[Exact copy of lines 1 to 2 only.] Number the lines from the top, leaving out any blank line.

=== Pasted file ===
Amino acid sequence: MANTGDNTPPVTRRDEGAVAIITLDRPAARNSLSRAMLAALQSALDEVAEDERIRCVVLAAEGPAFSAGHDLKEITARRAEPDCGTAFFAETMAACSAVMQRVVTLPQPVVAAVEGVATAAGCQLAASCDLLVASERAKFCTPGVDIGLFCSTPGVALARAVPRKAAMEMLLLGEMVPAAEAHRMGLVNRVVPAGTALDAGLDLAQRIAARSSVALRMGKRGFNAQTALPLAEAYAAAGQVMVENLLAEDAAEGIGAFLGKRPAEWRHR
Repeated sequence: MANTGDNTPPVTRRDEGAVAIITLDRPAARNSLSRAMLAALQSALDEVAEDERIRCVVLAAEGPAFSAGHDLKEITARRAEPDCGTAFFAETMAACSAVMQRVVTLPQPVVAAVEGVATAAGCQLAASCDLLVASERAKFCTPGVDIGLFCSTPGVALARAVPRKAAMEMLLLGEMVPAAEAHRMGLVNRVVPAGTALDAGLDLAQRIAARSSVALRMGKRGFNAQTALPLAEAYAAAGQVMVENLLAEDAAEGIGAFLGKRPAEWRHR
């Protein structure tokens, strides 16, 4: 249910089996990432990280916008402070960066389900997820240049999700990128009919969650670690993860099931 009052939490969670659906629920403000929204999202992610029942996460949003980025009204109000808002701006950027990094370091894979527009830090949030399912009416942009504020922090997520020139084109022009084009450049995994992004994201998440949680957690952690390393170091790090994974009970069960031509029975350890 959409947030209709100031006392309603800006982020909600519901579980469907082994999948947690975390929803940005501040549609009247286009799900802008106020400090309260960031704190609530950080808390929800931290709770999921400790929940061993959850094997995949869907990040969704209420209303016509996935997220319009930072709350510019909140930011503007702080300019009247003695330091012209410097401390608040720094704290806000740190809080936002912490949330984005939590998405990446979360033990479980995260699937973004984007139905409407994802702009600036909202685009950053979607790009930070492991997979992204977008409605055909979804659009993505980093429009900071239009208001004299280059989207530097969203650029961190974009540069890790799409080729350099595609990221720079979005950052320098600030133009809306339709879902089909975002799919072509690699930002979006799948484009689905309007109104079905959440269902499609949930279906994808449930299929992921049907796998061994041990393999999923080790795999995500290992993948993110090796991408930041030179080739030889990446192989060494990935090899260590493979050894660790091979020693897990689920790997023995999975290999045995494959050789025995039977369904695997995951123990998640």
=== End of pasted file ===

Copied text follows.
Amino acid sequence: MANTGDNTPPVTRRDEGAVAIITLDRPAARNSLSRAMLAALQSALDEVAEDERIRCVVLAAEGPAFSAGHDLKEITARRAEPDCGTAFFAETMAACSAVMQRVVTLPQPVVAAVEGVATAAGCQLAASCDLLVASERAKFCTPGVDIGLFCSTPGVALARAVPRKAAMEMLLLGEMVPAAEAHRMGLVNRVVPAGTALDAGLDLAQRIAARSSVALRMGKRGFNAQTALPLAEAYAAAGQVMVENLLAEDAAEGIGAFLGKRPAEWRHR
Repeated sequence: MANTGDNTPPVTRRDEGAVAIITLDRPAARNSLSRAMLAALQSALDEVAEDERIRCVVLAAEGPAFSAGHDLKEITARRAEPDCGTAFFAETMAACSAVMQRVVTLPQPVVAAVEGVATAAGCQLAASCDLLVASERAKFCTPGVDIGLFCSTPGVALARAVPRKAAMEMLLLGEMVPAAEAHRMGLVNRVVPAGTALDAGLDLAQRIAARSSVALRMGKRGFNAQTALPLAEAYAAAGQVMVENLLAEDAAEGIGAFLGKRPAEWRHR